I'm usually in a rush when I do laundry, so I did not spend time inspecting the detergent container closely. When I had difficulty pumping the detergent out of the container using the red button, I noticed I the arrow on the "spout" pointing to the cap. I presumed that the arrow meant that I should use the spout to pour the detergent, if the little pump thing didn't work. So that's what I did!

I'm accustomed to using all sorts of cleaning products, and this one was not a good fit.

My point is this:

Getting detergent from a container into a washer should not be this complicated.

It wasn't easy to get the container of Gain down from the shelf above the washer and gracefully put it on its side to use the pump to get the detergent in the cup. The container is pretty heavy when full, as it holds 170 fl oz of detergent, well over a gallon.

And there are more problems.

After you get the into the cup and then into the washer, the next step is to rinse out the cap. This takes a long time, since the consistency is very thick. (I don't have a sink in my laundry room, so I use the water that is in the washer.)

The container pouring system needs to be simple.

ralber said...

Wow. At my local supermarket there are a dozen different detergent brands, each of which comes in a variant of this dispensing container. Apparently even the dimmest housewives and housemen in our neighborhood have figured out that this container is designed to be placed on its side on an upper shelf with the dispensing spout hanging over the edge. I guess they should have printed a picture of the recommended setup on the side for the few, including this author, who don't get it.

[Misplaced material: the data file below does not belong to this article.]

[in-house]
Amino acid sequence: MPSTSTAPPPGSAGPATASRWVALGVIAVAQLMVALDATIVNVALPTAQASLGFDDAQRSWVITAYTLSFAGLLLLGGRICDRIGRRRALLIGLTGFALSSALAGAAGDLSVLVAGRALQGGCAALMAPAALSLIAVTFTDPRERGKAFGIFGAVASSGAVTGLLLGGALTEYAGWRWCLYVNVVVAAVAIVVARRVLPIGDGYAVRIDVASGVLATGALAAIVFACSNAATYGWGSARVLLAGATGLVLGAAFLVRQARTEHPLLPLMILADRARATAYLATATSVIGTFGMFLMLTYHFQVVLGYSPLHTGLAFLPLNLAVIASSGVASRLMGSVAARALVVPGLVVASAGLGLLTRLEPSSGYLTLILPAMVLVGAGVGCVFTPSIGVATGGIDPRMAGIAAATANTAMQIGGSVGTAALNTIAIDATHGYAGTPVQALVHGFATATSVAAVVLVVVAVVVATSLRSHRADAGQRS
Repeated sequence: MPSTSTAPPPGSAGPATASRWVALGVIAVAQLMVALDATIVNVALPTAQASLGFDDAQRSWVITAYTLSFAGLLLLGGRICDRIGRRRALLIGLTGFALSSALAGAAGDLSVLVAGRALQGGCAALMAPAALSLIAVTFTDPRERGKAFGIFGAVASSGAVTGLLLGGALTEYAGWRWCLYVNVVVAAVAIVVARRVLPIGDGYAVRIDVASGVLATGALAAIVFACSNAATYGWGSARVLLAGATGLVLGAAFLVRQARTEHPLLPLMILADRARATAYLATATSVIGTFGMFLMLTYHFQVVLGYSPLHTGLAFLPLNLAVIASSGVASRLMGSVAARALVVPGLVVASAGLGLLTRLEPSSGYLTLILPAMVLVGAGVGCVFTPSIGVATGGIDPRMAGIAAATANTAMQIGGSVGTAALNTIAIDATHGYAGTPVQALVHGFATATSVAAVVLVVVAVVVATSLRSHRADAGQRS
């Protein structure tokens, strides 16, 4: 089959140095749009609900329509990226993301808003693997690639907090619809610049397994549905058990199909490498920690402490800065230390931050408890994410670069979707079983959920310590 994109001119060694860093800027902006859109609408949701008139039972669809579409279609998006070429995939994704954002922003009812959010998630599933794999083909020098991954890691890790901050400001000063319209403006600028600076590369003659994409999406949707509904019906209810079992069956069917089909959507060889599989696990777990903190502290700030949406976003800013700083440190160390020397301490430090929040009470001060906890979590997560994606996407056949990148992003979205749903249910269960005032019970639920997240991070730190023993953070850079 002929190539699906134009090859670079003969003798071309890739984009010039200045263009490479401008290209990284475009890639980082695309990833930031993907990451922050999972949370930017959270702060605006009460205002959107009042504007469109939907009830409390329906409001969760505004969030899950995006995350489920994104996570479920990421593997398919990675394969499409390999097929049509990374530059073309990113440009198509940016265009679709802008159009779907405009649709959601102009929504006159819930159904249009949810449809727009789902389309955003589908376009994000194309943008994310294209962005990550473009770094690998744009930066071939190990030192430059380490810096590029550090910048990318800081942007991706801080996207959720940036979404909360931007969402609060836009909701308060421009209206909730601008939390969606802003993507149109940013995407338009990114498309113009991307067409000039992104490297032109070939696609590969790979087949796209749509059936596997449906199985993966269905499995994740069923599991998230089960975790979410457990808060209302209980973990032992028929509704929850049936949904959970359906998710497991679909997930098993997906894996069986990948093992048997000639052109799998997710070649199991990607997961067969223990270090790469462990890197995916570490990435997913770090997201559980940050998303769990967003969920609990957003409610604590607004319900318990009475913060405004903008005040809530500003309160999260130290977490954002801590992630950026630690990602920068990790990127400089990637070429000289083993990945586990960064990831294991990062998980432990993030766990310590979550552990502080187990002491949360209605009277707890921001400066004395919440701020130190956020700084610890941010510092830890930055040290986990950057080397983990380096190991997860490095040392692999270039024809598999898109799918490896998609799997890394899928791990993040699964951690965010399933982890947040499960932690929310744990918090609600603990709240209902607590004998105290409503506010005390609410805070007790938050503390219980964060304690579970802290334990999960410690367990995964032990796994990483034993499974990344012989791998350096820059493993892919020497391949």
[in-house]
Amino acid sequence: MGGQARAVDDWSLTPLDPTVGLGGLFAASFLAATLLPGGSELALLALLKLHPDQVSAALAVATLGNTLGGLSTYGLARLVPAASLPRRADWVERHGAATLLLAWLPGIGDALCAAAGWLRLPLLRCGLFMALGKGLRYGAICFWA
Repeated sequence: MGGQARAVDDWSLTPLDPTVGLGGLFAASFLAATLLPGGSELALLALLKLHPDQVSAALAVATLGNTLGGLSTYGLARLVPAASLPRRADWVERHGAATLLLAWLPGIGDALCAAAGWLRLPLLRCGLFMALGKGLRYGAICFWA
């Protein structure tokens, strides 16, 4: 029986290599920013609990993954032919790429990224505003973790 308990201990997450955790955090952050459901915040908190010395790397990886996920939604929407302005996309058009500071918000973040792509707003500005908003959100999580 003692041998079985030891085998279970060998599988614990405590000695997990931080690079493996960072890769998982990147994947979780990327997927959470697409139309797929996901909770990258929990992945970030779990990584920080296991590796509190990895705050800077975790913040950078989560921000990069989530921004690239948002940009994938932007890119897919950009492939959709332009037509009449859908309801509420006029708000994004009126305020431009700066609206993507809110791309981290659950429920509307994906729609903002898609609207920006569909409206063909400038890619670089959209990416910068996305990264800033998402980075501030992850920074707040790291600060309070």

Anonymous said...

I totally agree. The design is far from useful. I often find myself in a similar predicament (rinsing the cup with the water from the washer). It's not just Gain either. Other brands use the same kind of design. I think it's time to stop buying detergent that comes in this kind of contraption.

Anonymous said...

A different design problem is that the label makes you think it's supposed to stand up, not lie on its side.

Lynn V. Marentette said...

I agree that the label, with the arrow pointing up, is misleading.

Ralber, I think you did not carefully read my post. I DID place the Gain container on its side, I figured that out from the placement of the pump. I ran into trouble when the pump did not work well.

(If you are mindful of usability principles, you can't blame the user for the problems of a design.)

In my case, I define "not working well" to mean that the Gain detergent-dispensing system takes too long to get the correct amount of the detergent out of the container, into the cap, and then into the washing machine.

Since I usually am in a hurry and multi-tasking when I do laundry, I didn't take the time to realize that the cap on what looked like a spout was for an airvent. To take the cap off while I had the container on its side would add another three steps to the laundry washing process. (Take off the cap, find someplace to set it down where it won't get lost, and then put the back on.)

As I mentioned in my update to this post, I'm back to Tide, which provides a less complicated means of dispensing detergent.